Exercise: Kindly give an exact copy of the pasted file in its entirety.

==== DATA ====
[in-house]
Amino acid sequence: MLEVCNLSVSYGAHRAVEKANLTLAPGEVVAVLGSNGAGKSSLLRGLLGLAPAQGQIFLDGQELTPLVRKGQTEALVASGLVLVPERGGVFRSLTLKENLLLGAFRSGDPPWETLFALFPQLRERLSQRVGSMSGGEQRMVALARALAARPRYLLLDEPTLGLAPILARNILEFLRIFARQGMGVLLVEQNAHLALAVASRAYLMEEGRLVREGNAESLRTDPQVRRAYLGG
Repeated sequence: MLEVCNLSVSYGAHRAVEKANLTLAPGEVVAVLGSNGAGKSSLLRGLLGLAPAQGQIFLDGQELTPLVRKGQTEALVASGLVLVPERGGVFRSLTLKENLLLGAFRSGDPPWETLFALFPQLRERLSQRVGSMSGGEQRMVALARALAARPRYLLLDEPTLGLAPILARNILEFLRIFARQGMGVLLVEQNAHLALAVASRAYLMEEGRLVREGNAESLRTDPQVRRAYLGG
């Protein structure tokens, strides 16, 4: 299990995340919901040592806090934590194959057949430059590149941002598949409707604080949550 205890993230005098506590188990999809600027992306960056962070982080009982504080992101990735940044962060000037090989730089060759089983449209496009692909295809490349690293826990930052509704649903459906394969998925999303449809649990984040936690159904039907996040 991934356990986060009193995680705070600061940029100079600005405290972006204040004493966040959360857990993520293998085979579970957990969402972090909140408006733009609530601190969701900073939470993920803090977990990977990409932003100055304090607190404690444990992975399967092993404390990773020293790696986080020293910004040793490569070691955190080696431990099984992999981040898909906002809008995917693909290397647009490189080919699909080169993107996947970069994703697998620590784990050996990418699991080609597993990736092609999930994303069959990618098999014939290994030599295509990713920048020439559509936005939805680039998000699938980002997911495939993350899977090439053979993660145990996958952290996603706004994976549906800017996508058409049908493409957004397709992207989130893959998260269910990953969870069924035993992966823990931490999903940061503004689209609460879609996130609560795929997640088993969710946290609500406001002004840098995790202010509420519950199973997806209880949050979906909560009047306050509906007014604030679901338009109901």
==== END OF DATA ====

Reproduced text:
[in-house]
Amino acid sequence: MLEVCNLSVSYGAHRAVEKANLTLAPGEVVAVLGSNGAGKSSLLRGLLGLAPAQGQIFLDGQELTPLVRKGQTEALVASGLVLVPERGGVFRSLTLKENLLLGAFRSGDPPWETLFALFPQLRERLSQRVGSMSGGEQRMVALARALAARPRYLLLDEPTLGLAPILARNILEFLRIFARQGMGVLLVEQNAHLALAVASRAYLMEEGRLVREGNAESLRTDPQVRRAYLGG
Repeated sequence: MLEVCNLSVSYGAHRAVEKANLTLAPGEVVAVLGSNGAGKSSLLRGLLGLAPAQGQIFLDGQELTPLVRKGQTEALVASGLVLVPERGGVFRSLTLKENLLLGAFRSGDPPWETLFALFPQLRERLSQRVGSMSGGEQRMVALARALAARPRYLLLDEPTLGLAPILARNILEFLRIFARQGMGVLLVEQNAHLALAVASRAYLMEEGRLVREGNAESLRTDPQVRRAYLGG
């Protein structure tokens, strides 16, 4: 299990995340919901040592806090934590194959057949430059590149941002598949409707604080949550 205890993230005098506590188990999809600027992306960056962070982080009982504080992101990735940044962060000037090989730089060759089983449209496009692909295809490349690293826990930052509704649903459906394969998925999303449809649990984040936690159904039907996040 991934356990986060009193995680705070600061940029100079600005405290972006204040004493966040959360857990993520293998085979579970957990969402972090909140408006733009609530601190969701900073939470993920803090977990990977990409932003100055304090607190404690444990992975399967092993404390990773020293790696986080020293910004040793490569070691955190080696431990099984992999981040898909906002809008995917693909290397647009490189080919699909080169993107996947970069994703697998620590784990050996990418699991080609597993990736092609999930994303069959990618098999014939290994030599295509990713920048020439559509936005939805680039998000699938980002997911495939993350899977090439053979993660145990996958952290996603706004994976549906800017996508058409049908493409957004397709992207989130893959998260269910990953969870069924035993992966823990931490999903940061503004689209609460879609996130609560795929997640088993969710946290609500406001002004840098995790202010509420519950199973997806209880949050979906909560009047306050509906007014604030679901338009109901």